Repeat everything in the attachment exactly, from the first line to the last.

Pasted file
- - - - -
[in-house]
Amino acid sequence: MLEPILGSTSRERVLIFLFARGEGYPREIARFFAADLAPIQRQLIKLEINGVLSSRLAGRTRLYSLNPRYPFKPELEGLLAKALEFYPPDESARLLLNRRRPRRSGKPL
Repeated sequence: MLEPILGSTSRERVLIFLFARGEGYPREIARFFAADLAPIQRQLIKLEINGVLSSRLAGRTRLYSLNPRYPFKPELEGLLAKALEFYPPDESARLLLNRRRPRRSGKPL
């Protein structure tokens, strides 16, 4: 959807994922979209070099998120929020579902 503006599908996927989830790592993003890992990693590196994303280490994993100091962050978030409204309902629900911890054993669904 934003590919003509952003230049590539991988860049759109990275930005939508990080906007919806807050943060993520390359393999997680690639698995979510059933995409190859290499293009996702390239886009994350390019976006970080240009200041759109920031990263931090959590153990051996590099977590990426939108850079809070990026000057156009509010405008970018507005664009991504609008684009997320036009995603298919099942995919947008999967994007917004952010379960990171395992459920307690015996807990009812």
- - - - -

[in-house]
Amino acid sequence: MLEPILGSTSRERVLIFLFARGEGYPREIARFFAADLAPIQRQLIKLEINGVLSSRLAGRTRLYSLNPRYPFKPELEGLLAKALEFYPPDESARLLLNRRRPRRSGKPL
Repeated sequence: MLEPILGSTSRERVLIFLFARGEGYPREIARFFAADLAPIQRQLIKLEINGVLSSRLAGRTRLYSLNPRYPFKPELEGLLAKALEFYPPDESARLLLNRRRPRRSGKPL
């Protein structure tokens, strides 16, 4: 959807994922979209070099998120929020579902 503006599908996927989830790592993003890992990693590196994303280490994993100091962050978030409204309902629900911890054993669904 934003590919003509952003230049590539991988860049759109990275930005939508990080906007919806807050943060993520390359393999997680690639698995979510059933995409190859290499293009996702390239886009994350390019976006970080240009200041759109920031990263931090959590153990051996590099977590990426939108850079809070990026000057156009509010405008970018507005664009991504609008684009997320036009995603298919099942995919947008999967994007917004952010379960990171395992459920307690015996807990009812």